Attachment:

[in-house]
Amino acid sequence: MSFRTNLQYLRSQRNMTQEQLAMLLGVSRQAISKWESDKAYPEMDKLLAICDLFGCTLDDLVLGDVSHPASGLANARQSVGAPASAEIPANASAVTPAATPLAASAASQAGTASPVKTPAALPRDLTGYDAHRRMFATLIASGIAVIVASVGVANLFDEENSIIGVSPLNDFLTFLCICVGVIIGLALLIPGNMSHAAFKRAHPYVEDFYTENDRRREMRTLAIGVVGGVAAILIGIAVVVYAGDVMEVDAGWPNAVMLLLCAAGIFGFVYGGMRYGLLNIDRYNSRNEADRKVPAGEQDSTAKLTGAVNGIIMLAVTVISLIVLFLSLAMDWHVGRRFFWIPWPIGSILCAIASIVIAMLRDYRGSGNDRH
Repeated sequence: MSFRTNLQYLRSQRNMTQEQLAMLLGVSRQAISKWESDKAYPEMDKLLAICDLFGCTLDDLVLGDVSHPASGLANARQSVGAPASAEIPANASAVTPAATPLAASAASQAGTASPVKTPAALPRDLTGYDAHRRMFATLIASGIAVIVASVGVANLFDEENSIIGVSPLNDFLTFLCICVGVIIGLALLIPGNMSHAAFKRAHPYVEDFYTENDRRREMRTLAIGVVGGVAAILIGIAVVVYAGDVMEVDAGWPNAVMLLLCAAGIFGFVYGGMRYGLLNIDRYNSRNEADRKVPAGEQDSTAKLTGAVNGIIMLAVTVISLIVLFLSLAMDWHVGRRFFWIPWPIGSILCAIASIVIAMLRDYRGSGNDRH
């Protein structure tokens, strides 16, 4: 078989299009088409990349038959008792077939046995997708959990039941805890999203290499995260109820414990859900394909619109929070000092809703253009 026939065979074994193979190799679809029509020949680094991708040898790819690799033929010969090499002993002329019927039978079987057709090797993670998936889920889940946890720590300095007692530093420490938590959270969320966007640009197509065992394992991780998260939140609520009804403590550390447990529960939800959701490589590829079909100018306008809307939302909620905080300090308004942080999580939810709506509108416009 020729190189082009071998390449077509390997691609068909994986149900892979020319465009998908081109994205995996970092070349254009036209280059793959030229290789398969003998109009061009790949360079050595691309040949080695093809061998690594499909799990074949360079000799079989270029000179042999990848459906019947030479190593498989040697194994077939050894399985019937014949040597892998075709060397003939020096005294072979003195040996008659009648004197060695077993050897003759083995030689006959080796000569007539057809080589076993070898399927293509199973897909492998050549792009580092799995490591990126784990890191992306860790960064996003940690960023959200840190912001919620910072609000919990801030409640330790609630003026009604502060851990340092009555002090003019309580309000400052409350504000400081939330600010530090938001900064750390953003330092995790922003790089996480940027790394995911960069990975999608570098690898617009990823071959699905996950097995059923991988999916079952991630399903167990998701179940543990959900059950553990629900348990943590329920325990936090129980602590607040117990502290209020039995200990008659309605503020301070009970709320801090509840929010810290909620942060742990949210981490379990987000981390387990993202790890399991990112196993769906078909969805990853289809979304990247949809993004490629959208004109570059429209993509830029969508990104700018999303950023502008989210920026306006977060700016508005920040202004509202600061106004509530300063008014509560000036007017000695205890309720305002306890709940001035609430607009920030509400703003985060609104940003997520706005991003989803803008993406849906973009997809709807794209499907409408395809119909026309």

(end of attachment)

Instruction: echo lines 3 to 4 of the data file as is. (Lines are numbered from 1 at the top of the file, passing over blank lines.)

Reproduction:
Repeated sequence: MSFRTNLQYLRSQRNMTQEQLAMLLGVSRQAISKWESDKAYPEMDKLLAICDLFGCTLDDLVLGDVSHPASGLANARQSVGAPASAEIPANASAVTPAATPLAASAASQAGTASPVKTPAALPRDLTGYDAHRRMFATLIASGIAVIVASVGVANLFDEENSIIGVSPLNDFLTFLCICVGVIIGLALLIPGNMSHAAFKRAHPYVEDFYTENDRRREMRTLAIGVVGGVAAILIGIAVVVYAGDVMEVDAGWPNAVMLLLCAAGIFGFVYGGMRYGLLNIDRYNSRNEADRKVPAGEQDSTAKLTGAVNGIIMLAVTVISLIVLFLSLAMDWHVGRRFFWIPWPIGSILCAIASIVIAMLRDYRGSGNDRH
């Protein structure tokens, strides 16, 4: 078989299009088409990349038959008792077939046995997708959990039941805890999203290499995260109820414990859900394909619109929070000092809703253009 026939065979074994193979190799679809029509020949680094991708040898790819690799033929010969090499002993002329019927039978079987057709090797993670998936889920889940946890720590300095007692530093420490938590959270969320966007640009197509065992394992991780998260939140609520009804403590550390447990529960939800959701490589590829079909100018306008809307939302909620905080300090308004942080999580939810709506509108416009 020729190189082009071998390449077509390997691609068909994986149900892979020319465009998908081109994205995996970092070349254009036209280059793959030229290789398969003998109009061009790949360079050595691309040949080695093809061998690594499909799990074949360079000799079989270029000179042999990848459906019947030479190593498989040697194994077939050894399985019937014949040597892998075709060397003939020096005294072979003195040996008659009648004197060695077993050897003759083995030689006959080796000569007539057809080589076993070898399927293509199973897909492998050549792009580092799995490591990126784990890191992306860790960064996003940690960023959200840190912001919620910072609000919990801030409640330790609630003026009604502060851990340092009555002090003019309580309000400052409350504000400081939330600010530090938001900064750390953003330092995790922003790089996480940027790394995911960069990975999608570098690898617009990823071959699905996950097995059923991988999916079952991630399903167990998701179940543990959900059950553990629900348990943590329920325990936090129980602590607040117990502290209020039995200990008659309605503020301070009970709320801090509840929010810290909620942060742990949210981490379990987000981390387990993202790890399991990112196993769906078909969805990853289809979304990247949809993004490629959208004109570059429209993509830029969508990104700018999303950023502008989210920026306006977060700016508005920040202004509202600061106004509530300063008014509560000036007017000695205890309720305002306890709940001035609430607009920030509400703003985060609104940003997520706005991003989803803008993406849906973009997809709807794209499907409408395809119909026309």